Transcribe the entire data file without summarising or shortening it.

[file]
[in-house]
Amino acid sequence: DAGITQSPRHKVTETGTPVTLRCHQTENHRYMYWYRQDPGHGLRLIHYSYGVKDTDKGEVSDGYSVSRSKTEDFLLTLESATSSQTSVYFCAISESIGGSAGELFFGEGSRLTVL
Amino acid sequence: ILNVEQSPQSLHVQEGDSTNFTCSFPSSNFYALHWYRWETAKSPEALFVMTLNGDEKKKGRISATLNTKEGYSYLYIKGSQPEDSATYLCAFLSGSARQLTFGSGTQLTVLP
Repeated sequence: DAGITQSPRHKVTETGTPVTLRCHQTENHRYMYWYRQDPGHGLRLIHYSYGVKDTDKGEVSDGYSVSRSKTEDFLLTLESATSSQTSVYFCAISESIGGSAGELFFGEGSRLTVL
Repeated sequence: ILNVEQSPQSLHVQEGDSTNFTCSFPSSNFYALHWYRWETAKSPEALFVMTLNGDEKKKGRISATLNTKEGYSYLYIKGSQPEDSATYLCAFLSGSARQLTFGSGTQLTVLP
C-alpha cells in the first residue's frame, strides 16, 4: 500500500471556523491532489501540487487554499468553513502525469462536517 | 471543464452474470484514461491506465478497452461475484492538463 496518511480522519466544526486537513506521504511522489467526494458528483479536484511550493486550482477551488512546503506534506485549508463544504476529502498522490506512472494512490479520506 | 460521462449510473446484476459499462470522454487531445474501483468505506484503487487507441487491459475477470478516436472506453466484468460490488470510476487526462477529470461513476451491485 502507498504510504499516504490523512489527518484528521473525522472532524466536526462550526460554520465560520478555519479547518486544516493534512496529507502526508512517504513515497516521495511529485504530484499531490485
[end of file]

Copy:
[in-house]
Amino acid sequence: DAGITQSPRHKVTETGTPVTLRCHQTENHRYMYWYRQDPGHGLRLIHYSYGVKDTDKGEVSDGYSVSRSKTEDFLLTLESATSSQTSVYFCAISESIGGSAGELFFGEGSRLTVL
Amino acid sequence: ILNVEQSPQSLHVQEGDSTNFTCSFPSSNFYALHWYRWETAKSPEALFVMTLNGDEKKKGRISATLNTKEGYSYLYIKGSQPEDSATYLCAFLSGSARQLTFGSGTQLTVLP
Repeated sequence: DAGITQSPRHKVTETGTPVTLRCHQTENHRYMYWYRQDPGHGLRLIHYSYGVKDTDKGEVSDGYSVSRSKTEDFLLTLESATSSQTSVYFCAISESIGGSAGELFFGEGSRLTVL
Repeated sequence: ILNVEQSPQSLHVQEGDSTNFTCSFPSSNFYALHWYRWETAKSPEALFVMTLNGDEKKKGRISATLNTKEGYSYLYIKGSQPEDSATYLCAFLSGSARQLTFGSGTQLTVLP
C-alpha cells in the first residue's frame, strides 16, 4: 500500500471556523491532489501540487487554499468553513502525469462536517 | 471543464452474470484514461491506465478497452461475484492538463 496518511480522519466544526486537513506521504511522489467526494458528483479536484511550493486550482477551488512546503506534506485549508463544504476529502498522490506512472494512490479520506 | 460521462449510473446484476459499462470522454487531445474501483468505506484503487487507441487491459475477470478516436472506453466484468460490488470510476487526462477529470461513476451491485 502507498504510504499516504490523512489527518484528521473525522472532524466536526462550526460554520465560520478555519479547518486544516493534512496529507502526508512517504513515497516521495511529485504530484499531490485